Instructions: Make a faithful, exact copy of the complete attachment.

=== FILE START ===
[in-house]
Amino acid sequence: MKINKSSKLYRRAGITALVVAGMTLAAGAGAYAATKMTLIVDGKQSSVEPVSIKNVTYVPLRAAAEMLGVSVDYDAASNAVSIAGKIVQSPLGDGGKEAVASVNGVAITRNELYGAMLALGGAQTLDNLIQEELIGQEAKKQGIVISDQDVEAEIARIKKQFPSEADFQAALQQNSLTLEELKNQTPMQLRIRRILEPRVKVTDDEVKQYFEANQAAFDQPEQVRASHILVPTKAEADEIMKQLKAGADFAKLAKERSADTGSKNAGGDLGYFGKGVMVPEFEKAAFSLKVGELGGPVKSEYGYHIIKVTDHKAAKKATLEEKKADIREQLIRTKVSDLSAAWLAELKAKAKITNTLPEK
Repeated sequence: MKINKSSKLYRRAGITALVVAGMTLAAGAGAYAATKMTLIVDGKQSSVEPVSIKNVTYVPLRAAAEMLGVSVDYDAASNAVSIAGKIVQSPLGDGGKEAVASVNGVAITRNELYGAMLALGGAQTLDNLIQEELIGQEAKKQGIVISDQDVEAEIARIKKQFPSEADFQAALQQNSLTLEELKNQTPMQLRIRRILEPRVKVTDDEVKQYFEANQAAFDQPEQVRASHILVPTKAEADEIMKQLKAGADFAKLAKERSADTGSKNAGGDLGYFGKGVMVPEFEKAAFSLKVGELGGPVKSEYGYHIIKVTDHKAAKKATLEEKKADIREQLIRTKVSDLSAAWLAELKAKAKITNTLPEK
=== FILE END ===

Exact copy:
[in-house]
Amino acid sequence: MKINKSSKLYRRAGITALVVAGMTLAAGAGAYAATKMTLIVDGKQSSVEPVSIKNVTYVPLRAAAEMLGVSVDYDAASNAVSIAGKIVQSPLGDGGKEAVASVNGVAITRNELYGAMLALGGAQTLDNLIQEELIGQEAKKQGIVISDQDVEAEIARIKKQFPSEADFQAALQQNSLTLEELKNQTPMQLRIRRILEPRVKVTDDEVKQYFEANQAAFDQPEQVRASHILVPTKAEADEIMKQLKAGADFAKLAKERSADTGSKNAGGDLGYFGKGVMVPEFEKAAFSLKVGELGGPVKSEYGYHIIKVTDHKAAKKATLEEKKADIREQLIRTKVSDLSAAWLAELKAKAKITNTLPEK
Repeated sequence: MKINKSSKLYRRAGITALVVAGMTLAAGAGAYAATKMTLIVDGKQSSVEPVSIKNVTYVPLRAAAEMLGVSVDYDAASNAVSIAGKIVQSPLGDGGKEAVASVNGVAITRNELYGAMLALGGAQTLDNLIQEELIGQEAKKQGIVISDQDVEAEIARIKKQFPSEADFQAALQQNSLTLEELKNQTPMQLRIRRILEPRVKVTDDEVKQYFEANQAAFDQPEQVRASHILVPTKAEADEIMKQLKAGADFAKLAKERSADTGSKNAGGDLGYFGKGVMVPEFEKAAFSLKVGELGGPVKSEYGYHIIKVTDHKAAKKATLEEKKADIREQLIRTKVSDLSAAWLAELKAKAKITNTLPEK